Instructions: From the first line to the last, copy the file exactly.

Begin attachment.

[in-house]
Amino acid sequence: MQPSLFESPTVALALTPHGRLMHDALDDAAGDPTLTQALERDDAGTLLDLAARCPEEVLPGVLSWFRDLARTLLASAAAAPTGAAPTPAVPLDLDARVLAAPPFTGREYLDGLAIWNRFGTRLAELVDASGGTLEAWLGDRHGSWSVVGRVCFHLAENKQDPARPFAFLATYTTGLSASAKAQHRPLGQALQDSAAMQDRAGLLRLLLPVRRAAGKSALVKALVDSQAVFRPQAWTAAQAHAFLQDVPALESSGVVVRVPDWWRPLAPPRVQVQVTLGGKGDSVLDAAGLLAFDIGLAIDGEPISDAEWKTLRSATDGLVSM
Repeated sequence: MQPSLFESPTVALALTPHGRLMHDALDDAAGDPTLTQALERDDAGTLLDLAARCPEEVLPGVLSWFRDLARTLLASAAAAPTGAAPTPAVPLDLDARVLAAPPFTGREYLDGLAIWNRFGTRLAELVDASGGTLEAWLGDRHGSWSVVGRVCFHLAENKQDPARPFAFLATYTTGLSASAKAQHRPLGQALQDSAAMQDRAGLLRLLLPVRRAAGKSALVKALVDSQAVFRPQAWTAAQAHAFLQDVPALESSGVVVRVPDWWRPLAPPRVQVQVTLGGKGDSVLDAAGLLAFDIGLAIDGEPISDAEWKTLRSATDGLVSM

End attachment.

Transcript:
[in-house]
Amino acid sequence: MQPSLFESPTVALALTPHGRLMHDALDDAAGDPTLTQALERDDAGTLLDLAARCPEEVLPGVLSWFRDLARTLLASAAAAPTGAAPTPAVPLDLDARVLAAPPFTGREYLDGLAIWNRFGTRLAELVDASGGTLEAWLGDRHGSWSVVGRVCFHLAENKQDPARPFAFLATYTTGLSASAKAQHRPLGQALQDSAAMQDRAGLLRLLLPVRRAAGKSALVKALVDSQAVFRPQAWTAAQAHAFLQDVPALESSGVVVRVPDWWRPLAPPRVQVQVTLGGKGDSVLDAAGLLAFDIGLAIDGEPISDAEWKTLRSATDGLVSM
Repeated sequence: MQPSLFESPTVALALTPHGRLMHDALDDAAGDPTLTQALERDDAGTLLDLAARCPEEVLPGVLSWFRDLARTLLASAAAAPTGAAPTPAVPLDLDARVLAAPPFTGREYLDGLAIWNRFGTRLAELVDASGGTLEAWLGDRHGSWSVVGRVCFHLAENKQDPARPFAFLATYTTGLSASAKAQHRPLGQALQDSAAMQDRAGLLRLLLPVRRAAGKSALVKALVDSQAVFRPQAWTAAQAHAFLQDVPALESSGVVVRVPDWWRPLAPPRVQVQVTLGGKGDSVLDAAGLLAFDIGLAIDGEPISDAEWKTLRSATDGLVSM